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DIAZ DE GAMERO, MARIA L., Escuela de GeologIa, Minas y GeofIsica, Universidad Central de Venezuela, Caracas, Venezuela

ABSTRACT: The Changing Course of the Orinoco River During the Neogene

Recent studies have revealed that the varied fresh-water vertebrate fossil fauna of the Urumaco Formation in northwestern Falcon, of Late Miocene age, belongs biogeographically to the Orinoco River system. This makes possible to chart the changing course of the Orinoco River through the Neogene. The Misoa delta of Lake Maracaibo, of middle Eocene age, was probably constructed by a proto-Orinoco river that ran in a south-north direction, draining the Central Cordillera of Colombia and the Guayana Highlands. The late Eocene uplifting of western Venezuela changed the paleogeographic setting, with no evidence of delta-building during the Oligocene. In the earliest Miocene, the Falcon Basin was the site of marine shale sedimentation. In the second half of the Early Miocene, a deltaic seque ce was initiated in northwestern Falcon that continued, except for a transgressive episode, until the end of the Middle Miocene, depositing a total thickness of over 2.5 km. The Urumaco overlies this sequence and its vertebrate fauna indicates that the river that built the previous delta was the proto-Orinoco. The initial uplifting of the northern part of the Andes and the western edge of the Caribbean Mountains can thus be dated to occur at the end of the Middle Miocene, causing the distal course of the river to move to a west-east direction. The sedimentary record of the Orinoco River delta appears in the Maturin Basin of eastern Venezuela at the end of the Miocene, and is especially evident in Trinidad and the Columbus Basin during the Pliocene and Pleistocene.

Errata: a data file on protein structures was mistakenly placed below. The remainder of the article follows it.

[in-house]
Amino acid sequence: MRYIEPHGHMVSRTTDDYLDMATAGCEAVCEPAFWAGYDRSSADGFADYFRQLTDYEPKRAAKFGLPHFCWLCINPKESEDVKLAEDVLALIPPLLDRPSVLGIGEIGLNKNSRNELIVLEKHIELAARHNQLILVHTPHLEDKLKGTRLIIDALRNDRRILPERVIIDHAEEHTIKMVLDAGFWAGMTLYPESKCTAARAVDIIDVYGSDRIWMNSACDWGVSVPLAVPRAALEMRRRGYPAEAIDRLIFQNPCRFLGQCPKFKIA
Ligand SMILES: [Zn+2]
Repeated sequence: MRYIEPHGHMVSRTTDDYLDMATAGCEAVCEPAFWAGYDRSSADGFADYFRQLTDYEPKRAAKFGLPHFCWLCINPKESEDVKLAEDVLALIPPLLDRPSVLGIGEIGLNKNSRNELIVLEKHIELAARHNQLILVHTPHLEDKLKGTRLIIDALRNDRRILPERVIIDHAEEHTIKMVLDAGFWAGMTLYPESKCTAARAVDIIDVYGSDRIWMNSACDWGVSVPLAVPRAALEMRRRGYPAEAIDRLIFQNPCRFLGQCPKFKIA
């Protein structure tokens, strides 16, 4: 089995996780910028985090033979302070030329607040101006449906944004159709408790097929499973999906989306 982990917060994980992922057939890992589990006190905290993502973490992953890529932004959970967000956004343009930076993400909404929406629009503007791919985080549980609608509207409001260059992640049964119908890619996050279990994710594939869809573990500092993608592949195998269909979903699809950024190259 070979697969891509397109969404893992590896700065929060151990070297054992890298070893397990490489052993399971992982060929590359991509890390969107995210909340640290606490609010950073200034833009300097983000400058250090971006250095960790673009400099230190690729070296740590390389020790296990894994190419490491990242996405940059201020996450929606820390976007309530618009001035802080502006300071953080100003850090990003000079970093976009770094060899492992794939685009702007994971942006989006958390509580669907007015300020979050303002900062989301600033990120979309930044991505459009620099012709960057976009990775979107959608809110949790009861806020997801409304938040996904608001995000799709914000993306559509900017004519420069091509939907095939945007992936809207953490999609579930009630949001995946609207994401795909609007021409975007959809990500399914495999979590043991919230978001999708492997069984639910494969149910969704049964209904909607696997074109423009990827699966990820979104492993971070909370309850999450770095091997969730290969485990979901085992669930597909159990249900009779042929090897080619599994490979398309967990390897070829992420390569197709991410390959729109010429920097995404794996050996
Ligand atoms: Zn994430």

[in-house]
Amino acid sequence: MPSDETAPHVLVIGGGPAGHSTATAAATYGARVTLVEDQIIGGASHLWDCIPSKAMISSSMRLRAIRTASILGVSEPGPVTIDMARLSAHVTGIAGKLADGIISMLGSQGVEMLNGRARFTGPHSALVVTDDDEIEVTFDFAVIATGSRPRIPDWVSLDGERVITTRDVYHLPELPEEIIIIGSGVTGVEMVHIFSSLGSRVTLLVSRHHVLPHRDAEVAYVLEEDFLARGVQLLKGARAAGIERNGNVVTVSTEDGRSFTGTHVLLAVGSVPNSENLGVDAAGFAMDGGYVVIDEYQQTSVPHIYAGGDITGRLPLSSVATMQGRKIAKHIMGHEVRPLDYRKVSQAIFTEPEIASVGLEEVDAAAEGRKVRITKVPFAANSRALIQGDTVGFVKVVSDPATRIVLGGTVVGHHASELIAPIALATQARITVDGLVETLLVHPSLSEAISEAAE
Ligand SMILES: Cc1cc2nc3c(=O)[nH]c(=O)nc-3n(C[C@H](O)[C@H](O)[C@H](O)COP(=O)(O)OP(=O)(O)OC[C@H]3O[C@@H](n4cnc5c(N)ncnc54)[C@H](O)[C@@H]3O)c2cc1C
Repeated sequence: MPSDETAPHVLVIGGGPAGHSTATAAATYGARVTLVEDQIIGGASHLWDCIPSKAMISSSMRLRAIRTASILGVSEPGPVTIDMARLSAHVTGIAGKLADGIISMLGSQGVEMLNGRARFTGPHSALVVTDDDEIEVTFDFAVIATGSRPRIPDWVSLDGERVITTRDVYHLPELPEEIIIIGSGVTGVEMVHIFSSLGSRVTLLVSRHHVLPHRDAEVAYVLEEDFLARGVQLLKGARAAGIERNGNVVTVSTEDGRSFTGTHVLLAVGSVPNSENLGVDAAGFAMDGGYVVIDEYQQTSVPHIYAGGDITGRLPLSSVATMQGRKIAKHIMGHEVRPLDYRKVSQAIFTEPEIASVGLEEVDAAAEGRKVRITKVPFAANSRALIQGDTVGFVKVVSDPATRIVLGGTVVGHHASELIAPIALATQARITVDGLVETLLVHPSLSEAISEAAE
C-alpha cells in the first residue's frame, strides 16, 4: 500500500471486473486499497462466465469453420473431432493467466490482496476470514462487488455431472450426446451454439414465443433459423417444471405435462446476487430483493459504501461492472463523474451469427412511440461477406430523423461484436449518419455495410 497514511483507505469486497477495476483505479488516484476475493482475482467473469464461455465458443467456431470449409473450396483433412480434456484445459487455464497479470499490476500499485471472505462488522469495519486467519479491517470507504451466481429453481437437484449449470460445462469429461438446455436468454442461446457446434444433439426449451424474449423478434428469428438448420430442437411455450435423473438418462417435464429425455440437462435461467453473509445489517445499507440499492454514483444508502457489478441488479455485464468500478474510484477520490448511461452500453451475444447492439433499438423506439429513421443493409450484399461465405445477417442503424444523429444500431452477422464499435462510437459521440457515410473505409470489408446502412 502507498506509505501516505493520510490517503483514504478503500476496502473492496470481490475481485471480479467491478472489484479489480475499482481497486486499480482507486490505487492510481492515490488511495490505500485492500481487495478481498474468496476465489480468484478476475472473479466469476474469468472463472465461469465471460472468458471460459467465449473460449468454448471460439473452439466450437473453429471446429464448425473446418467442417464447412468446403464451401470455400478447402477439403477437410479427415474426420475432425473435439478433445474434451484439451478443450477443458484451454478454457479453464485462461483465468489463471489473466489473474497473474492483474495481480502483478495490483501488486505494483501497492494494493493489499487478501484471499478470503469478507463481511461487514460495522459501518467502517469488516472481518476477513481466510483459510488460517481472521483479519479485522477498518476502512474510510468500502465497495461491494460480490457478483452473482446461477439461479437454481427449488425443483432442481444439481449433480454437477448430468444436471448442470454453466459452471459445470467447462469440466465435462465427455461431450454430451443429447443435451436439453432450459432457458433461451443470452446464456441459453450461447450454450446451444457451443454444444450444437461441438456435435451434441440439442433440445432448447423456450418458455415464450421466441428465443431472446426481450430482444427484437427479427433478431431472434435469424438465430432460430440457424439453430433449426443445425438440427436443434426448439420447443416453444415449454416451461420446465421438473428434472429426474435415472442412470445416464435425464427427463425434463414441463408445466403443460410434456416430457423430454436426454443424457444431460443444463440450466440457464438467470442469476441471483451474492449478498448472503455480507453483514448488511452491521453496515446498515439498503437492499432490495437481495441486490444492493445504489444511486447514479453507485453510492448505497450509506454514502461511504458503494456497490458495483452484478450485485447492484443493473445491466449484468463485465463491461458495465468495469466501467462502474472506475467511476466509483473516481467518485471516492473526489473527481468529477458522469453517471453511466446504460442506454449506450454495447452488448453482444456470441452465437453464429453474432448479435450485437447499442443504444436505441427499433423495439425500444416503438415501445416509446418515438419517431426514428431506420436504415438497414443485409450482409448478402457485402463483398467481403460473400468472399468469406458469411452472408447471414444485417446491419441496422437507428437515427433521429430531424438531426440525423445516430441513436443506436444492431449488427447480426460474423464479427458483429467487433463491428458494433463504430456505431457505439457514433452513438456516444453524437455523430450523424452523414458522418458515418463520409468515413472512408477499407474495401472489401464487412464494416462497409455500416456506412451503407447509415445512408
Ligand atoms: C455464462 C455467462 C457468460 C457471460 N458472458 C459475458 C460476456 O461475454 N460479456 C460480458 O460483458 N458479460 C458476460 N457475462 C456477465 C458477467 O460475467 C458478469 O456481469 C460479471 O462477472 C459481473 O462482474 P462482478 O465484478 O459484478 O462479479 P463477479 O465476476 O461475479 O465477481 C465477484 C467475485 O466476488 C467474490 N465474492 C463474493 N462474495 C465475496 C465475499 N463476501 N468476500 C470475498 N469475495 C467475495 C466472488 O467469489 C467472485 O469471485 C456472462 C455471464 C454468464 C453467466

AAPG Search and Discovery Article #90988©1993 AAPG/SVG International Congress and Exhibition, Caracas, Venezuela, March 14-17, 1993.